I should say that I still greatly appreciate the light platforming gameplay in Starseed Pilgrim. I will always enjoy jumping on blocks and transforming the terrain in a Mario-like way. Perhaps the most notable platforming gameplay occurs in the flip world. By touching the void with most pilgrims, in an instant, every platform becomes open space and every open space becomes a solid black wall. This shift between positive and negative space reminds me of the indie games Shift and Jumpman. While the platforming during the exploration phase is quite straightforward, inside the negative world there are a few new elements to consider. Grabbing a key and traveling back to the starting area creates something like folded level design; a type of level design where players are challenged to move through a space, and then challenged in a new way as they travel back through it. For a simple example, you may JUMP down into a pit to grab a key, but it can be too tall for you to JUMP back out. Navigating to the key is easy, but returning with the key is tricky. Naturally, using gravity is an effective way to create these kinds of folded platforming gameplay challenges.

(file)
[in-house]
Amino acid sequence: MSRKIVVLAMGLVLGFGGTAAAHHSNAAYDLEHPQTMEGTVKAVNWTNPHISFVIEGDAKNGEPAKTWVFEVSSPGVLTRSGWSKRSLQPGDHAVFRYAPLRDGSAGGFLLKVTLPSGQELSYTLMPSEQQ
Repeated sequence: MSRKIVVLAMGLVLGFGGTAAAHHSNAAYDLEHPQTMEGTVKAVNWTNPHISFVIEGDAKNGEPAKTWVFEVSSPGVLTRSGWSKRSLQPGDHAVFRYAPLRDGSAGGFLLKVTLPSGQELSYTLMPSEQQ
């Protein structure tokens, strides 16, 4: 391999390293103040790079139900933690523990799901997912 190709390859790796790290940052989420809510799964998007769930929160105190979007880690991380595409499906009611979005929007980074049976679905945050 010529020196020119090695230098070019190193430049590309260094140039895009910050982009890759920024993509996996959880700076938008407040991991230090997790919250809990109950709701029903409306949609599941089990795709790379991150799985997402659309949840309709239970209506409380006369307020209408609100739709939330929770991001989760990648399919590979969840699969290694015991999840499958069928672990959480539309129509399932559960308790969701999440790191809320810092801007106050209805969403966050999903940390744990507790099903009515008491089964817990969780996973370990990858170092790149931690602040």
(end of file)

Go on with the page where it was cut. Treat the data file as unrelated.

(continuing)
Additionally, the floating hearts in the negative world function like coins from Super Mario Bros. If your goal is to gather three keys and enter the three-key door, then you'll likely have to spend more time navigating inside the flip world. While the fleeting world features an organic time pressure, the flip world has a time pressure as well. If you linger too long, the flip world will fade to white and you'll be kicked out to the overworld, losing all seeds and keys. Basically, it's game over. The only way to extend your time in the flip world is to grab floating hearts that were previously embedded randomly inside of green seed blocks. These Mario-coin-like pickups are enough to make the platforming challenges in the flip world somewhat interesting. Add in the BUBBLE mechanic, which allows players to spend a seed to float around in the flip world, and the platforming gameplay between the fleeting world and the flip world become very distinct. It's surprising how effective coin-like design features can be when coupled with a costly anti-gravity mechanic (BUBBLE). With my skills and a few tricks I discovered, I found that my platforming skills in the flip world allowed me to be even more conservative with my seed count.